Digital customer onboarding journeys

Optimising the digital onboarding experience allows to convert more customers into borrowers, more efficiently, more responsibly, and with lower regulatory risk.

customer onboarding illustration

What is digital customer onboarding?

In today’s increasingly digital world, customers have come to expect fast and convenient digital journeys.  The most common is a checkout journey, it’s a simple process where the same information is asked of everyone who takes part in it.

An onboarding journey is different. It has to answer the question “Am I able to serve this customer?”.  They seek to understand who is requesting the service and assess whether the applicant is suitable for the product or service and vice versa.

Customer onboarding is especially important for risk orientated businesses such as financial services and lending. Businesses that need to verify their applicants’ identity by performing customer due diligence (CDD) assessments, following KYC and AML guidelines. 

The most common customer onboarding challenge for these businesses is to mitigate risk – regulatory risk, commercial risk, fraud risk.  Onboarding is essential when involving complex products and services, where customer circumstances define the right product for them.

What challenges does onboarding present?

Every digital business knows that the central metric to measure digital journeys is conversion. Optimising conversion involves removing all friction, anything that might get in the way of journey completion. However, onboarding journeys often aim to introduce friction, acting as a barrier that only lets certain applicants through.

Customer onboarding has to focus on the things that make someone different and understand those differences in depth.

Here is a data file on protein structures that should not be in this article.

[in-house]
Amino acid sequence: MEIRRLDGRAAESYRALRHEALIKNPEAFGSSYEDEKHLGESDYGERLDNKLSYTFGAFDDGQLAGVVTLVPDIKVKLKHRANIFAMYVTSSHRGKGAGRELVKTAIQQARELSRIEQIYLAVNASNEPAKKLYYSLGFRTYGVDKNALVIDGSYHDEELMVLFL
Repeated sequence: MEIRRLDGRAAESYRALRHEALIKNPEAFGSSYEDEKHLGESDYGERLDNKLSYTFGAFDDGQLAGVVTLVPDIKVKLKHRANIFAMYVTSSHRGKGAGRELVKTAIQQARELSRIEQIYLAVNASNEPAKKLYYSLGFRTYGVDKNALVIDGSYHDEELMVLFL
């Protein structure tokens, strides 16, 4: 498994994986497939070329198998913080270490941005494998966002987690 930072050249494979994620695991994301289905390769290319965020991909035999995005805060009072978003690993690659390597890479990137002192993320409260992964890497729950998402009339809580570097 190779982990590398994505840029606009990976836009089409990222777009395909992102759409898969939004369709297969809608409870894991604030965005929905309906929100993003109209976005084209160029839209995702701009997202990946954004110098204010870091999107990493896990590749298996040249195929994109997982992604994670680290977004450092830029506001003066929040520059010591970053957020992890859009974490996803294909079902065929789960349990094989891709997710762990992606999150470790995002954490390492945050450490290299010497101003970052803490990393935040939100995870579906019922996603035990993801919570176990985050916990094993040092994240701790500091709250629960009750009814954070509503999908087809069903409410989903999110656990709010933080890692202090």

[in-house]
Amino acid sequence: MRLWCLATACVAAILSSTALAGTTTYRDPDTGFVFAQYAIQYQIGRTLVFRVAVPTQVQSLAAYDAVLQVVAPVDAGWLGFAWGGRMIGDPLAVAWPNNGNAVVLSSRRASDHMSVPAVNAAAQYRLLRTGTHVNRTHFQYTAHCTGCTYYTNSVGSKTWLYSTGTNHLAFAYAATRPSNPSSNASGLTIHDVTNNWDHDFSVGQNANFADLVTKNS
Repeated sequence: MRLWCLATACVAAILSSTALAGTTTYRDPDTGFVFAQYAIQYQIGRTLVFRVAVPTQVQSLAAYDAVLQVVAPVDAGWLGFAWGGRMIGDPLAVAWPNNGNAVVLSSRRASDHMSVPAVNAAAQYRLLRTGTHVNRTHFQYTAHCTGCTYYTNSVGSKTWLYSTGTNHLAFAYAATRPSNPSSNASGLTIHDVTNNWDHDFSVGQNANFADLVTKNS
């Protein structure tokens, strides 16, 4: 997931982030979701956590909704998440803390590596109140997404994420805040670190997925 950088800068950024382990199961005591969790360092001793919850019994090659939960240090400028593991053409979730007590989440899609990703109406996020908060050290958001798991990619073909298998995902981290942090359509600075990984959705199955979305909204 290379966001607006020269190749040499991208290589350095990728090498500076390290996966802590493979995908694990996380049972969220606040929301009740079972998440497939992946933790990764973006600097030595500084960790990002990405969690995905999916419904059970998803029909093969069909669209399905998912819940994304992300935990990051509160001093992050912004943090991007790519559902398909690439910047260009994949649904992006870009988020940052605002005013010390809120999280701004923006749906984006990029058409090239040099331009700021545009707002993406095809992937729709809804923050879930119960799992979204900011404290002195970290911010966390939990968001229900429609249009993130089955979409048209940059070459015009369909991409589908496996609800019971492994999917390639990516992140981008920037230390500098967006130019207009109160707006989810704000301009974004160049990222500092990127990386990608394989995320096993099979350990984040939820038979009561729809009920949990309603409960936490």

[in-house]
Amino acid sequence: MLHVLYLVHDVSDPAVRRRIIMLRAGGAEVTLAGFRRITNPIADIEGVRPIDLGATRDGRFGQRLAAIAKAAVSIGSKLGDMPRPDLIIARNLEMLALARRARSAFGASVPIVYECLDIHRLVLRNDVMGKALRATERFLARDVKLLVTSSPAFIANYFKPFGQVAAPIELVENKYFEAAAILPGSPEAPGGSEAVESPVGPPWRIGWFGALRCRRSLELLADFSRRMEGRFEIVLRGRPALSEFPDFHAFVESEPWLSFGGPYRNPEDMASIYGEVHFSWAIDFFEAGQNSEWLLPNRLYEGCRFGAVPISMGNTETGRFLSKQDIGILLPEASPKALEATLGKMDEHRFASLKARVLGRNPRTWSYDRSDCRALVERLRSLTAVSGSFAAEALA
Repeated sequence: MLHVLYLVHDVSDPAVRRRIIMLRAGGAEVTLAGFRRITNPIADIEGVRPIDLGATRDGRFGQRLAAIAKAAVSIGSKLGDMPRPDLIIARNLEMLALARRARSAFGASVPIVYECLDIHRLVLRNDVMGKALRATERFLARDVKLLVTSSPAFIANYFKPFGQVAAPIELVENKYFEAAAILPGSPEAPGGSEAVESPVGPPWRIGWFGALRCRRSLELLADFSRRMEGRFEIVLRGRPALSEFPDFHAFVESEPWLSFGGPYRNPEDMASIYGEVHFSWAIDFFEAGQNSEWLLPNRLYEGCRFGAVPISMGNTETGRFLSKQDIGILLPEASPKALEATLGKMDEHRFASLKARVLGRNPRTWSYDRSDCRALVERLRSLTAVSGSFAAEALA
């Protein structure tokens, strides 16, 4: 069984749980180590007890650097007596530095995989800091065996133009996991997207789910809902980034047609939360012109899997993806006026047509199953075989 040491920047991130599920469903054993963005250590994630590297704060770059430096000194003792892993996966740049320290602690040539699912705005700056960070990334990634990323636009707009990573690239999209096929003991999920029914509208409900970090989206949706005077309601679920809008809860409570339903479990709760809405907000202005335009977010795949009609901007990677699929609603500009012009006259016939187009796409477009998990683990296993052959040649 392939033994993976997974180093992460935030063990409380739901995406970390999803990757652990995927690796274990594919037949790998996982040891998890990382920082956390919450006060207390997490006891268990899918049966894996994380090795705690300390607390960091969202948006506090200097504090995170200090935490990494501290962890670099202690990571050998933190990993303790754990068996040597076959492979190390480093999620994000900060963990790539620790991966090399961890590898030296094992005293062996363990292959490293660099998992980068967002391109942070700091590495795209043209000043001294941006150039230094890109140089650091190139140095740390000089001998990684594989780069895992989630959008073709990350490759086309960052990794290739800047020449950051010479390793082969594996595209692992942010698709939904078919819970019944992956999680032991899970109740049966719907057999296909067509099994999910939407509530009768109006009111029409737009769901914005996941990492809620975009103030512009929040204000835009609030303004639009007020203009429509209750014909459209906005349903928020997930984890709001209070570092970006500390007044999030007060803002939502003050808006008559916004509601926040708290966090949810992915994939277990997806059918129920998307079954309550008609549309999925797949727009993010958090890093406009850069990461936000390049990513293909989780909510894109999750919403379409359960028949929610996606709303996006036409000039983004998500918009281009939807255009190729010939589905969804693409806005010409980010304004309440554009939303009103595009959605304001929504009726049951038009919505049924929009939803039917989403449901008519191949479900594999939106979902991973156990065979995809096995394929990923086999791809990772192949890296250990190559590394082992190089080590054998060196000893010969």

Digital onboarding journeys must embrace complexity and diversity.  Oversimplifying leads to a poor understanding of the customer’s circumstances.  However, complexity increases friction.  So, the challenge for onboarding is to accept the complexities, adequately explore them, but always minimise the inevitable friction it creates.

Today, most onboarding processes treat everyone largely the same.  They are prescriptive, ask the same questions and request the same data. They are inflexible, predefined and coded.  Changes are slow and expensive.  Business understanding and innovation goes far faster than technology’s capability to adapt.

What does good onboarding look like?

It understands that every applicant is different and complex.  It only asks relevant questions to get the right information required for each individual.  It knows when digital interaction is appropriate, and when to get people involved.  It is as long as it needs to be, but as short as it can be.

Good onboarding is flexible.

Flexible in terms of how it engages with the customer.  Flexible in its questioning, in its decisioning, in its outcomes.  Flexible in terms of how it can be adapted, and who adapts it.

The paradigm must reverse.  Hard coded journeys can’t prescribe what analytics has.  Analytics has to drive dynamic journeys that execute what it needs. Onboarding processes must move from being controlled by IT to being controlled by commercial teams.

Let’s discuss how to best leverage digital onboarding for your business.

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